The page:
This Berkshires resort offers the most beginner terrain in Massachusetts: Just over half of its trails are classified as green, and another 29 percent is rated blue. Right there you know there won’t be much, if any, treacherous areas. Another Jiminy Peak asset is that it offers adaptive lessons for beginners with special needs. The ski school includes instructors with special training, and is equipped to handle students with intellectual or physical disabilities. The cost is relatively affordable at $110 for a morning and afternoon lesson, including adaptive and standard rental gear. Snowsports provide thrills that can last a lifetime, and it’s great to see resorts like Jiminy Peak make them accessible to a wide range of people.

INFO 413-738-5500,


WHERE Highmount, New York  

Belleayre is cheaper and mellower than its Catskills neighbors at Hunter and Windham. This means fewer intimidating crowds and more money for lessons. The majority of the green runs is on the lower part of the mountain (start at the Discovery Lodge), so you are safely tucked away from more experienced risk-takers, who have a propensity to cut off people.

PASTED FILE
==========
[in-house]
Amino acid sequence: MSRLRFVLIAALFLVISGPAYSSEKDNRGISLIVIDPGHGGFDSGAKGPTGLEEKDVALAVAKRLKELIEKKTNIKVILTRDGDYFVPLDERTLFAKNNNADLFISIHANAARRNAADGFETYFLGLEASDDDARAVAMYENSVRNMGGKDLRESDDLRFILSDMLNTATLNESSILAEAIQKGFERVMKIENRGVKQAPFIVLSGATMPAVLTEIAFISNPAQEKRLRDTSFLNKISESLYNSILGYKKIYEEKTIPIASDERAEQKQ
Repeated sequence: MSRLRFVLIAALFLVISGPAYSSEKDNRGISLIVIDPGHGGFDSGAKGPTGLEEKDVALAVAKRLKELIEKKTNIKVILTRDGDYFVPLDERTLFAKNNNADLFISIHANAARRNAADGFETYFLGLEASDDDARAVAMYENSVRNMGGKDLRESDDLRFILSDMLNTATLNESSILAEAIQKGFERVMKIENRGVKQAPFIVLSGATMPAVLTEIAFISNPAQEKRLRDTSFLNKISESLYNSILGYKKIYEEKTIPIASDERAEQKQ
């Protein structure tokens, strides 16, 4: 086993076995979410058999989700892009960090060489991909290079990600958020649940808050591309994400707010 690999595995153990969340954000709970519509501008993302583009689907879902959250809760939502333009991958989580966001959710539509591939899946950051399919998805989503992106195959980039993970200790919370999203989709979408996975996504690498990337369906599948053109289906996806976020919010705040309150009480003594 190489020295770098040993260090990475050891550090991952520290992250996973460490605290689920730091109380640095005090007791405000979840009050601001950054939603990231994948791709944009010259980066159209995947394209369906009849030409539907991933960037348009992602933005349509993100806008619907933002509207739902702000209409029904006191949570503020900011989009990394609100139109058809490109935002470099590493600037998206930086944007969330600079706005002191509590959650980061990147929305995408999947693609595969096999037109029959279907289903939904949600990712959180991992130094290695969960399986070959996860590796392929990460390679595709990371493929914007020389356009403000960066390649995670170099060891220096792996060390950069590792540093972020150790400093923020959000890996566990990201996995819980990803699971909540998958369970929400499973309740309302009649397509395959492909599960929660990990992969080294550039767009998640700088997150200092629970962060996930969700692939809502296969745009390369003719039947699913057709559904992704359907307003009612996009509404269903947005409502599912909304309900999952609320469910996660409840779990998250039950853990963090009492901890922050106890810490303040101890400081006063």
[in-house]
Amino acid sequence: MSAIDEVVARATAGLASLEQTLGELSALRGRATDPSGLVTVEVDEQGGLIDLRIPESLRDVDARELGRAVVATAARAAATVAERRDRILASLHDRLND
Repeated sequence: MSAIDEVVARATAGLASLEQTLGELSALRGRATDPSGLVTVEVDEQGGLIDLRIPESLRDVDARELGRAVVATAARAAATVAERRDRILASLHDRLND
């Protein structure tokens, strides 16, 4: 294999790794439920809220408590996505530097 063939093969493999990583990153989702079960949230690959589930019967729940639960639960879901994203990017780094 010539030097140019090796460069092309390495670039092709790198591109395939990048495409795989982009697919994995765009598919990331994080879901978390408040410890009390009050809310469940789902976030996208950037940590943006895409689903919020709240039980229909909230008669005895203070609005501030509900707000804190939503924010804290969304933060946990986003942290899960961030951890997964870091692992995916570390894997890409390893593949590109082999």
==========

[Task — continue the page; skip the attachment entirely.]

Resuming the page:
If you get the snow bug, starting at Belleayre offers another advantage: Once you are ready for intermediate and black-diamond slopes, you can buy cost-effective frequent-skier cards and “snow samplers” that are good at all three resorts operated by the New York State Olympic Regional Development Authority — the other two are the more challenging Gore and Whiteface, in the Adirondacks.

INFO 800-942-6904,


WHERE Warwick, New York

An issue with being a beginner is that you really need to fork over for lessons because a solid technical foundation is essential when it comes to snowsports. (Pro tip: learning with a friend, parent or spouse can end in tears.) Luckily, tiny Mount Peter, in the New York-New Jersey Highlands, offers free beginner lessons with the purchase of a lift ticket three times a day on weekends for skiers five and older. A midweek package includes an hourlong group lesson, rentals and a beginner lift ticket/area pass; the cost for the new season hasn’t been announced yet, but it shouldn’t be much more than last year’s very affordable $65.

INFO 845-986-4940,


WHERE Hillsdale, New York